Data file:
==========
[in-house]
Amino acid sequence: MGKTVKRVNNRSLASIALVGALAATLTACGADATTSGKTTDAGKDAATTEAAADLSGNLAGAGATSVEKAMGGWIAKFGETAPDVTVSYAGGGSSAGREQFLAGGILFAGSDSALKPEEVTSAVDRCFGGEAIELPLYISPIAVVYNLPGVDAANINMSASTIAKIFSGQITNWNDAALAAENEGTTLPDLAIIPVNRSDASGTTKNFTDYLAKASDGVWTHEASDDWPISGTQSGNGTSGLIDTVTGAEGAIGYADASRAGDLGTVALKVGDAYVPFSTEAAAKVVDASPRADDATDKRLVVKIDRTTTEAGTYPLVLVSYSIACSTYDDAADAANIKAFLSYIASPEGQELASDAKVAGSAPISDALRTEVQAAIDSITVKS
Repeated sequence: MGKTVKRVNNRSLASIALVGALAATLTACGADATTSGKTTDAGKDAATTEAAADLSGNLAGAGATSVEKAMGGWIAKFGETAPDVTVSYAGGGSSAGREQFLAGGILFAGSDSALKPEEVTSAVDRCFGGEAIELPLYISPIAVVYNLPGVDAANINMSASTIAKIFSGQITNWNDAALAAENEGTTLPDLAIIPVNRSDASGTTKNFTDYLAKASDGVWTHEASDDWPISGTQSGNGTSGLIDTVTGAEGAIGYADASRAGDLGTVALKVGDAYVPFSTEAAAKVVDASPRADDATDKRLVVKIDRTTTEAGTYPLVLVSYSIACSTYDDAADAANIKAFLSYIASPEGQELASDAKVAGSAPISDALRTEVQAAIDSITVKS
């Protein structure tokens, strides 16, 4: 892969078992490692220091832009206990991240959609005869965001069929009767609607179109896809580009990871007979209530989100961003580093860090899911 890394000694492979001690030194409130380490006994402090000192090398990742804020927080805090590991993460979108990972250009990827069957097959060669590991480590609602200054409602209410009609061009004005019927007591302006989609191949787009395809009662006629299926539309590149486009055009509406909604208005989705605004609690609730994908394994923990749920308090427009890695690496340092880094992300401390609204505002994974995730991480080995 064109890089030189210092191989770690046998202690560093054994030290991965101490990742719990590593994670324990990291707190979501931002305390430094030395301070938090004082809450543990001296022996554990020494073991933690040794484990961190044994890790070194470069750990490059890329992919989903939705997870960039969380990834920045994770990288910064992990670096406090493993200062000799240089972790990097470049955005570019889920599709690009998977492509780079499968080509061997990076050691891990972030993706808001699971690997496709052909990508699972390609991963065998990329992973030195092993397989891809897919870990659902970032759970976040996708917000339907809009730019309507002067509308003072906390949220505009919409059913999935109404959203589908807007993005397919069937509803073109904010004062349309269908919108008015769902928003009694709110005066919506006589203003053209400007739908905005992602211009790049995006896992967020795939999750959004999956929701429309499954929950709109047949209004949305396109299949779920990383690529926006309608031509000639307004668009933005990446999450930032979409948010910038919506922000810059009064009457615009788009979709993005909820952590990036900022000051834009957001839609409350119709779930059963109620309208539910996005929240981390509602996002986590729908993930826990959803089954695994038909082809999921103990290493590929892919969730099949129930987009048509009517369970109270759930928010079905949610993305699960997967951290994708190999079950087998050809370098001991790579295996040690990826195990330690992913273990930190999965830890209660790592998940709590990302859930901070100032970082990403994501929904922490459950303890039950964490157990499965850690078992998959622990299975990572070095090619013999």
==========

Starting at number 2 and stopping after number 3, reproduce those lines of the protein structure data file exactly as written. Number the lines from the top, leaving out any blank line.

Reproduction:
Amino acid sequence: MGKTVKRVNNRSLASIALVGALAATLTACGADATTSGKTTDAGKDAATTEAAADLSGNLAGAGATSVEKAMGGWIAKFGETAPDVTVSYAGGGSSAGREQFLAGGILFAGSDSALKPEEVTSAVDRCFGGEAIELPLYISPIAVVYNLPGVDAANINMSASTIAKIFSGQITNWNDAALAAENEGTTLPDLAIIPVNRSDASGTTKNFTDYLAKASDGVWTHEASDDWPISGTQSGNGTSGLIDTVTGAEGAIGYADASRAGDLGTVALKVGDAYVPFSTEAAAKVVDASPRADDATDKRLVVKIDRTTTEAGTYPLVLVSYSIACSTYDDAADAANIKAFLSYIASPEGQELASDAKVAGSAPISDALRTEVQAAIDSITVKS
Repeated sequence: MGKTVKRVNNRSLASIALVGALAATLTACGADATTSGKTTDAGKDAATTEAAADLSGNLAGAGATSVEKAMGGWIAKFGETAPDVTVSYAGGGSSAGREQFLAGGILFAGSDSALKPEEVTSAVDRCFGGEAIELPLYISPIAVVYNLPGVDAANINMSASTIAKIFSGQITNWNDAALAAENEGTTLPDLAIIPVNRSDASGTTKNFTDYLAKASDGVWTHEASDDWPISGTQSGNGTSGLIDTVTGAEGAIGYADASRAGDLGTVALKVGDAYVPFSTEAAAKVVDASPRADDATDKRLVVKIDRTTTEAGTYPLVLVSYSIACSTYDDAADAANIKAFLSYIASPEGQELASDAKVAGSAPISDALRTEVQAAIDSITVKS